Seven African Americans Elected Into the National Academy of Medicine

The National Academy of Medicine, formerly known as the Institute for Medicine, was founded in 1970. Election to the National Academy of Medicine is considered one of the highest honors in the fields of health and medicine and recognizes individuals who have demonstrated outstanding professional achievement and commitment to service. With the 75 new members from the United States, there are now 2,178 active fellows of the National Academy of Medicine.

A JBHE analysis of the list of the 75 members of the latest cohort elected into the National Academy of Medicine finds that it appears that seven, or 9 percent, are Black. Most have current affiliations with academic institutions in the United States.

Here are brief biographies of the seven Black scholars who are in the latest cohort of new members of the National Academy of Medicine.

Giselle Corbie-Smith is the Kenan Distinguished Professor in the departments of social medicine and medicine and director of the Center for Health Equity Research at the University of North Carolina at Chapel Hill School of Medicine. She holds a master’s degree in clinical research from Emory University in Atlanta and a medical doctorate from the Albert Einstein College of Medicine in New York.

Evelynn Maxine Hammonds is the Barbara Gutmann Rosenkrantz Professor of the History of Science, a professor of African and African-American studies, and chair of the department of history of science at Harvard University. She holds a bachelor’s degree in electrical engineering from the Georgia Institute of Technology, a bachelor’s degree in physics from Spelman College in Atlanta, a master’s degree in physics from the Massachusetts Institute of Technology, and a Ph.D. in the history of science from Harvard University.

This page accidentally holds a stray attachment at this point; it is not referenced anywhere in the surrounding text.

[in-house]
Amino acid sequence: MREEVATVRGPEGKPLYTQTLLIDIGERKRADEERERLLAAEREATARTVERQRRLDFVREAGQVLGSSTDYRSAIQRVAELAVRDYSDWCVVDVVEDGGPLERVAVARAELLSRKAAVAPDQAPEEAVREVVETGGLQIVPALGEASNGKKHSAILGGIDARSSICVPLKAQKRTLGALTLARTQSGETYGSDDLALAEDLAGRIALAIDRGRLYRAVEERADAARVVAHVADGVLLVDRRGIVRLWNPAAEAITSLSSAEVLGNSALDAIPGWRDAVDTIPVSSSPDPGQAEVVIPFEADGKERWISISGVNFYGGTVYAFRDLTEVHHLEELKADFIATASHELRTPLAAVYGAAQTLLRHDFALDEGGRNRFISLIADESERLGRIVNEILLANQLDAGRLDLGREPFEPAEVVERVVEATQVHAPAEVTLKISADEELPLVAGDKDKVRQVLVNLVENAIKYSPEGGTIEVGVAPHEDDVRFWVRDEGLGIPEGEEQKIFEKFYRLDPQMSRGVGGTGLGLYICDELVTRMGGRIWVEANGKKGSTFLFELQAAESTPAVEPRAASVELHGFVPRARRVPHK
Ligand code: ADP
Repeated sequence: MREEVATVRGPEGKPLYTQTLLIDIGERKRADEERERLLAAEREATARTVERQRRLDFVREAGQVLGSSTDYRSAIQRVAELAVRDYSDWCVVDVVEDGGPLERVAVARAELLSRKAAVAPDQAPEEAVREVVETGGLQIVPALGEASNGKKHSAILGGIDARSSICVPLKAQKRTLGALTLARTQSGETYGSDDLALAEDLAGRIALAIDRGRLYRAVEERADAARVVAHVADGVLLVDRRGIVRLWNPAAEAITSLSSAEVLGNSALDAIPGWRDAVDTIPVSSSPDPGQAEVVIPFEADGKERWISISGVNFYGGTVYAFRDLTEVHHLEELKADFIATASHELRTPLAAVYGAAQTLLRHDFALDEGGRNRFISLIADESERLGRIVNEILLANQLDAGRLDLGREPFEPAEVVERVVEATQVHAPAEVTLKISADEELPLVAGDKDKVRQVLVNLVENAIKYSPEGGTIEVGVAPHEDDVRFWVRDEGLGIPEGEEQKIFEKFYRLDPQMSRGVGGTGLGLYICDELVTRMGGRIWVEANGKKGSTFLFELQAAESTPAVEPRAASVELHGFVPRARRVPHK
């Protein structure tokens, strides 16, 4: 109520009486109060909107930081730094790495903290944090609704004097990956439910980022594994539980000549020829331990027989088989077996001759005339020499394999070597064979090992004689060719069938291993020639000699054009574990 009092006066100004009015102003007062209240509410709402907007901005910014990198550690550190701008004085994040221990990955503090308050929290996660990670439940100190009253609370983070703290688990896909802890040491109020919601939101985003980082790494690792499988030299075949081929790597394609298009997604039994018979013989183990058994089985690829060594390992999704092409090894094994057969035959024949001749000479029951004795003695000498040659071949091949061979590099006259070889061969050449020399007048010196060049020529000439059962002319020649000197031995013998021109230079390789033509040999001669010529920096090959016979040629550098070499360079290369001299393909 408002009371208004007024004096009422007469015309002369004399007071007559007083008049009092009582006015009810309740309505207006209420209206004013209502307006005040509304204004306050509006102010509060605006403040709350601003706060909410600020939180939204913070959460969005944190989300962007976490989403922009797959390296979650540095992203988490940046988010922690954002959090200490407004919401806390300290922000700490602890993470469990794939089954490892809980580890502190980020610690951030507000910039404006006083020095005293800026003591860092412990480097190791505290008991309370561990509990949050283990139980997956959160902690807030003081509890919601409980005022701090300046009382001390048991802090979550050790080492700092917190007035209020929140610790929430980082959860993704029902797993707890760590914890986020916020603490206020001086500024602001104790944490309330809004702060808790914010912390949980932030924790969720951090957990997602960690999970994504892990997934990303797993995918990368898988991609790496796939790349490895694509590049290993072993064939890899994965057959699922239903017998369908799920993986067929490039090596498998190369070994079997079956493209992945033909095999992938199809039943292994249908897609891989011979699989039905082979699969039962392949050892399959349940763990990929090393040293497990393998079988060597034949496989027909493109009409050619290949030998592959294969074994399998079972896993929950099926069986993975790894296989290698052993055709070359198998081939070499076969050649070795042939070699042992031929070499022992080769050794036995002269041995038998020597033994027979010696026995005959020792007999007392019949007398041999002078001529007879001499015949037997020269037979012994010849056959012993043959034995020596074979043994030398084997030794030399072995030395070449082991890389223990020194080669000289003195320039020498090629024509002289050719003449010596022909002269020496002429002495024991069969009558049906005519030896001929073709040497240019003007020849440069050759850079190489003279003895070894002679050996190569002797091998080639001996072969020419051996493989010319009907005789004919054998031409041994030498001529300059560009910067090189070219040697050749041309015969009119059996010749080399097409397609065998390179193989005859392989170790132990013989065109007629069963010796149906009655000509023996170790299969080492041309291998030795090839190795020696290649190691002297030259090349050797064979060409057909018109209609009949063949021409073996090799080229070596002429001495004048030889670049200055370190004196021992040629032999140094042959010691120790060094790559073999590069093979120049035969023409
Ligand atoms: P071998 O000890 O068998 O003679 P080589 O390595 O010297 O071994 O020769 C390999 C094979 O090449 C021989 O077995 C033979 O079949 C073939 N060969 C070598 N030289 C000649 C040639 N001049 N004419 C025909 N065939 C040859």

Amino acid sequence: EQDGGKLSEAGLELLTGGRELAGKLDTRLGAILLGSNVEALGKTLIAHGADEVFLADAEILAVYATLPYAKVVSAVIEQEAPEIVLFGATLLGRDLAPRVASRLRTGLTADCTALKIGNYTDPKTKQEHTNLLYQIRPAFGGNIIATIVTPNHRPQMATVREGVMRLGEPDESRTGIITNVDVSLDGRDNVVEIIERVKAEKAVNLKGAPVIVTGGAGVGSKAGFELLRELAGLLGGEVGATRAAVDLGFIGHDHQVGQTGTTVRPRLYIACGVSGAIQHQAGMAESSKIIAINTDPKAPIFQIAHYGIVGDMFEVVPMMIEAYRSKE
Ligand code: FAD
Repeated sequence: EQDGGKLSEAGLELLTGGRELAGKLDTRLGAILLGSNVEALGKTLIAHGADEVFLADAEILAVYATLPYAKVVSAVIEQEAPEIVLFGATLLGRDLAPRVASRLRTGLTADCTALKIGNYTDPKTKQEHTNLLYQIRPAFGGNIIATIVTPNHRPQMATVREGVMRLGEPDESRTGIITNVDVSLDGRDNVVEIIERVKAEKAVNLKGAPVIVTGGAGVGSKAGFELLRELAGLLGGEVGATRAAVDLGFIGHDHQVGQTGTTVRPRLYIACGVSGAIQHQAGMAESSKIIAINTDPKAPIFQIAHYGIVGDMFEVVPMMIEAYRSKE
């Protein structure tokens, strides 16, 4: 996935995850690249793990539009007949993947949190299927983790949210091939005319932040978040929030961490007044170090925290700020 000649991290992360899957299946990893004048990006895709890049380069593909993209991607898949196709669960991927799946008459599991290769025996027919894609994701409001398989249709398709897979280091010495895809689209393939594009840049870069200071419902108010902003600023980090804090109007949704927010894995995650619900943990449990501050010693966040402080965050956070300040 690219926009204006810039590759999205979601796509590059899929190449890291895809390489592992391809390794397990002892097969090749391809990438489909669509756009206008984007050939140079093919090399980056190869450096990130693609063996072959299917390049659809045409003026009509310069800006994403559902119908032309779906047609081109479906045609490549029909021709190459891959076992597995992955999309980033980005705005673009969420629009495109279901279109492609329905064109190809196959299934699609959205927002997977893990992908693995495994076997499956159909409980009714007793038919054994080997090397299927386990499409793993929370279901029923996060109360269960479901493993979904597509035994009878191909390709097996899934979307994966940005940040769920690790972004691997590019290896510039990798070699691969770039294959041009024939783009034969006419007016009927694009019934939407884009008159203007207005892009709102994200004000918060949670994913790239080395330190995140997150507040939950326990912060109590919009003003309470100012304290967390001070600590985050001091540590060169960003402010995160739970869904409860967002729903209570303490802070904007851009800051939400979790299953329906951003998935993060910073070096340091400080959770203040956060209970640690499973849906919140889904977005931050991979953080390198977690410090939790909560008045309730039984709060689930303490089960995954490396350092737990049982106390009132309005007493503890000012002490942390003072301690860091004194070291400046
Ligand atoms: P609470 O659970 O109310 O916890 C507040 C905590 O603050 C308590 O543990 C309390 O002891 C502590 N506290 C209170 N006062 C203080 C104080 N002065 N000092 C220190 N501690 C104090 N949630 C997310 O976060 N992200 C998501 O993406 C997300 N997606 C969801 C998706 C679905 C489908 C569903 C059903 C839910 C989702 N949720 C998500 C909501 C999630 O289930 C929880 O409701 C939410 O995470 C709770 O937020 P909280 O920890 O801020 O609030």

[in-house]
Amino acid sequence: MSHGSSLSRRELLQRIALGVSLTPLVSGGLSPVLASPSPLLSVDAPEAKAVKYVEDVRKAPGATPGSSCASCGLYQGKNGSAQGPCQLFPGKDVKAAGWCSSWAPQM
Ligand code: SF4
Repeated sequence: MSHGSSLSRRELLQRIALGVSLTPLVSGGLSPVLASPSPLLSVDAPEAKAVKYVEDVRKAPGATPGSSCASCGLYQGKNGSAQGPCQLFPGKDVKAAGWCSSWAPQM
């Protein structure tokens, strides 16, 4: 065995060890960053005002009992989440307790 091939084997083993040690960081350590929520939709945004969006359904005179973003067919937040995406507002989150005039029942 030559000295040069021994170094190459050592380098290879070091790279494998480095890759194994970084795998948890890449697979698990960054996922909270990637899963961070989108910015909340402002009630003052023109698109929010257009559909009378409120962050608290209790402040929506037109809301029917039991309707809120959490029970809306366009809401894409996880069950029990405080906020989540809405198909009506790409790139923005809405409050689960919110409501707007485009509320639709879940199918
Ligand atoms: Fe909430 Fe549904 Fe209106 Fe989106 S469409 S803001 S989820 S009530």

Kunle Odunsi, is the M. Steven Piver Professor of Gynecologic Oncology, chair of the department of gynecologic oncology, and executive director of the Center for Immunotherapy at the Roswell Park Comprehensive Cancer Center in Buffalo, New York. He holds a medical degree from the University of Ife in Nigeria and a Ph.D. from the Weatherall Institute for Molecular Medicine at John Radcliffe Hospital in Oxford, England.

Lori J. Pierce is a professor in the department of radiation oncology at the University of Michigan School of Medicine and vice provost for academic and faculty affairs at the University of Michigan, Ann Arbor. She holds a medical degree from Duke University in Durham, North Carolina.

Charles Rotimi is chief and senior investigator of the Metabolic, Cardiovascular, and Inflammatory Disease Genomics Branch and director of the Center for Research on Genomics and Global Health at the National Human Genome Research Institute at the National Institutes of Health. He was previously the director of the National Human Genome Center at Howard University. He holds a bachelor’s degree in biology from the University of Benin in Africa, a master’s degree in health care administration from the University of Mississippi, and a master’s degree and Ph.D. both in epidemiology from the University of Alabama at Birmingham School of Public Health.

Sylvia Trent-Adams is a rear admiral and the deputy surgeon general in the U.S. Department of Health and Human Services. She holds a bachelor’s degree in nursing from Hampton University in Virginia, a master’s degree in nursing and health policy from the University of Maryland Baltimore, and a doctorate from the University of Maryland, Baltimore County.

Kara Odom Walker is cabinet secretary in the Delaware Department of Health and Human Services. She holds a bachelor’s degree in chemical engineering from the University of Delaware, a medical doctorate from Jefferson Medical College in Philadelphia, and a master of public health degree from Johns Hopkins University in Baltimore.

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